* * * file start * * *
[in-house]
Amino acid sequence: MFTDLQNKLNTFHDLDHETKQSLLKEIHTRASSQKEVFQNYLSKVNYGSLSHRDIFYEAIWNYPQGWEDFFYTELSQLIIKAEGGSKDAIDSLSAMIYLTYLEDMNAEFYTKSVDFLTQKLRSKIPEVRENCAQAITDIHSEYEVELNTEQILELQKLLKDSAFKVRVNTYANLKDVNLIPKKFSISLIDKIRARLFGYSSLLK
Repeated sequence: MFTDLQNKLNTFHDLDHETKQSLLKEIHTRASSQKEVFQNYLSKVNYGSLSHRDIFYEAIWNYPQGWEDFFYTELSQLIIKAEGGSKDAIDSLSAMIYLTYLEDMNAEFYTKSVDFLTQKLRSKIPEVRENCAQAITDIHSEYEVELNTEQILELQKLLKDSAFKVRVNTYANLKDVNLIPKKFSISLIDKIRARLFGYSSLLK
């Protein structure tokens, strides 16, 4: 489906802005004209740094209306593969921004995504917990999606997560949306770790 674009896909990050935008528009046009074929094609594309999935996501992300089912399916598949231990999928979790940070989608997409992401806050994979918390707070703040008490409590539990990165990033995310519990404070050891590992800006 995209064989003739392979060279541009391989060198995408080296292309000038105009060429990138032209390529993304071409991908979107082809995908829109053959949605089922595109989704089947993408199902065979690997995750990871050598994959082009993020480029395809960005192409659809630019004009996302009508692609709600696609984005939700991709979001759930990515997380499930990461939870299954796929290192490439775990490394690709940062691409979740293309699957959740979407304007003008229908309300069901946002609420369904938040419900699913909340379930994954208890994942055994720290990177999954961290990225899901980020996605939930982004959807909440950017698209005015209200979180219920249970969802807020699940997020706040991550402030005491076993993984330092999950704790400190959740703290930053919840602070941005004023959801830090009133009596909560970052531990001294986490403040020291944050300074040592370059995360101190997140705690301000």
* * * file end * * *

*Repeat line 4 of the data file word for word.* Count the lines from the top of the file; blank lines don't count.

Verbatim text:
């Protein structure tokens, strides 16, 4: 489906802005004209740094209306593969921004995504917990999606997560949306770790 674009896909990050935008528009046009074929094609594309999935996501992300089912399916598949231990999928979790940070989608997409992401806050994979918390707070703040008490409590539990990165990033995310519990404070050891590992800006 995209064989003739392979060279541009391989060198995408080296292309000038105009060429990138032209390529993304071409991908979107082809995908829109053959949605089922595109989704089947993408199902065979690997995750990871050598994959082009993020480029395809960005192409659809630019004009996302009508692609709600696609984005939700991709979001759930990515997380499930990461939870299954796929290192490439775990490394690709940062691409979740293309699957959740979407304007003008229908309300069901946002609420369904938040419900699913909340379930994954208890994942055994720290990177999954961290990225899901980020996605939930982004959807909440950017698209005015209200979180219920249970969802807020699940997020706040991550402030005491076993993984330092999950704790400190959740703290930053919840602070941005004023959801830090009133009596909560970052531990001294986490403040020291944050300074040592370059995360101190997140705690301000």